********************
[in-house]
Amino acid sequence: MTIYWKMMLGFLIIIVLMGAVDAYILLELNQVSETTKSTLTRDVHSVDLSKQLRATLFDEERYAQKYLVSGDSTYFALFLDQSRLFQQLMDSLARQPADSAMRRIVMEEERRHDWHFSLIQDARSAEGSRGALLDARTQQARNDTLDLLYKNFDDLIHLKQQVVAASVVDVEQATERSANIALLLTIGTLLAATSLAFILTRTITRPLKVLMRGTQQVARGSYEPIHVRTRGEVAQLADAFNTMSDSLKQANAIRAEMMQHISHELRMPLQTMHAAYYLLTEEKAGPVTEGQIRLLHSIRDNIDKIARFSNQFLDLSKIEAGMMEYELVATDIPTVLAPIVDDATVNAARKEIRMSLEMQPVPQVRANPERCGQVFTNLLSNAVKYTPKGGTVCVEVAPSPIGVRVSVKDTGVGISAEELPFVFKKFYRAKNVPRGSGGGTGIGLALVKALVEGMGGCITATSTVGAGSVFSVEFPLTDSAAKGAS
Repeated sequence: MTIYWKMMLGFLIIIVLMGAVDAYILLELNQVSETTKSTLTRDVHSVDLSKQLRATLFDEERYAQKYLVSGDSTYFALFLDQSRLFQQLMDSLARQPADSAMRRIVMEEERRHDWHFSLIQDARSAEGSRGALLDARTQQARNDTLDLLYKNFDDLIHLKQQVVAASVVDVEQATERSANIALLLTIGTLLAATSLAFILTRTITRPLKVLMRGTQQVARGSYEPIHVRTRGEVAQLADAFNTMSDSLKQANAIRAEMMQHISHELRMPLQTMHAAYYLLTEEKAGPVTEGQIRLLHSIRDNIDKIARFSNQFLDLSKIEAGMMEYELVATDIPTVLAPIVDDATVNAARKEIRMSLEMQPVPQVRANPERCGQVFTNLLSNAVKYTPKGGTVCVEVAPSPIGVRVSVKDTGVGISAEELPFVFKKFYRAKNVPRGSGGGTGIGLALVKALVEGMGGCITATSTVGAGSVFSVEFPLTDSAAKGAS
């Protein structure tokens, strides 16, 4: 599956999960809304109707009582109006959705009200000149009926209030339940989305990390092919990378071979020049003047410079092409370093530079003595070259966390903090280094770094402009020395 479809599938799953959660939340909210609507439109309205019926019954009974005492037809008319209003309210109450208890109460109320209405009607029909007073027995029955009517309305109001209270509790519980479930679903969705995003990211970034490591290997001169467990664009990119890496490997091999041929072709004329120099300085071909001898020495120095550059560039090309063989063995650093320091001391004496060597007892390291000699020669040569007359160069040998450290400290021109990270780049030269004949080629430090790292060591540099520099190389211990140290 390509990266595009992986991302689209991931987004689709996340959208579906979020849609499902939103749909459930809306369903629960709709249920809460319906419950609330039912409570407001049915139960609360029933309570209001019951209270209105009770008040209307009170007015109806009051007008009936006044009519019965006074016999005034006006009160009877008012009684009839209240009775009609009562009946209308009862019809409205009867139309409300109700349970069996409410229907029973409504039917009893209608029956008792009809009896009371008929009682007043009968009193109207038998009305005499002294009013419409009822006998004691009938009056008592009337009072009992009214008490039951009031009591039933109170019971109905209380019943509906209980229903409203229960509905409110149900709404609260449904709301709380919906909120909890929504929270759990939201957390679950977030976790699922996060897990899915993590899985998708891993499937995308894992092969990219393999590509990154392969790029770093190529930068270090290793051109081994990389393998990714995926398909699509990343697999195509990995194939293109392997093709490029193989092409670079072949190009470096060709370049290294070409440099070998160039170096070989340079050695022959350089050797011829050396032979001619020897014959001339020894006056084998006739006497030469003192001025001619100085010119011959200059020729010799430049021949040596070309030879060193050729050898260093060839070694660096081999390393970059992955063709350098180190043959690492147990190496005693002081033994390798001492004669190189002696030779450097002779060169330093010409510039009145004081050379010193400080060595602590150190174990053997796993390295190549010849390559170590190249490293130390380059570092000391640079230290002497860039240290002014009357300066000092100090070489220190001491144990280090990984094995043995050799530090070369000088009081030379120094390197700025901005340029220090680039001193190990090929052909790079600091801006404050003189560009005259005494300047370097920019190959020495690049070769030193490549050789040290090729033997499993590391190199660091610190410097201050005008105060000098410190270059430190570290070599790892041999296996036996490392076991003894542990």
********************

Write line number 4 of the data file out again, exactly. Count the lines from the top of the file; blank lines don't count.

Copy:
């Protein structure tokens, strides 16, 4: 599956999960809304109707009582109006959705009200000149009926209030339940989305990390092919990378071979020049003047410079092409370093530079003595070259966390903090280094770094402009020395 479809599938799953959660939340909210609507439109309205019926019954009974005492037809008319209003309210109450208890109460109320209405009607029909007073027995029955009517309305109001209270509790519980479930679903969705995003990211970034490591290997001169467990664009990119890496490997091999041929072709004329120099300085071909001898020495120095550059560039090309063989063995650093320091001391004496060597007892390291000699020669040569007359160069040998450290400290021109990270780049030269004949080629430090790292060591540099520099190389211990140290 390509990266595009992986991302689209991931987004689709996340959208579906979020849609499902939103749909459930809306369903629960709709249920809460319906419950609330039912409570407001049915139960609360029933309570209001019951209270209105009770008040209307009170007015109806009051007008009936006044009519019965006074016999005034006006009160009877008012009684009839209240009775009609009562009946209308009862019809409205009867139309409300109700349970069996409410229907029973409504039917009893209608029956008792009809009896009371008929009682007043009968009193109207038998009305005499002294009013419409009822006998004691009938009056008592009337009072009992009214008490039951009031009591039933109170019971109905209380019943509906209980229903409203229960509905409110149900709404609260449904709301709380919906909120909890929504929270759990939201957390679950977030976790699922996060897990899915993590899985998708891993499937995308894992092969990219393999590509990154392969790029770093190529930068270090290793051109081994990389393998990714995926398909699509990343697999195509990995194939293109392997093709490029193989092409670079072949190009470096060709370049290294070409440099070998160039170096070989340079050695022959350089050797011829050396032979001619020897014959001339020894006056084998006739006497030469003192001025001619100085010119011959200059020729010799430049021949040596070309030879060193050729050898260093060839070694660096081999390393970059992955063709350098180190043959690492147990190496005693002081033994390798001492004669190189002696030779450097002779060169330093010409510039009145004081050379010193400080060595602590150190174990053997796993390295190549010849390559170590190249490293130390380059570092000391640079230290002497860039240290002014009357300066000092100090070489220190001491144990280090990984094995043995050799530090070369000088009081030379120094390197700025901005340029220090680039001193190990090929052909790079600091801006404050003189560009005259005494300047370097920019190959020495690049070769030193490549050789040290090729033997499993590391190199660091610190410097201050005008105060000098410190270059430190570290070599790892041999296996036996490392076991003894542990």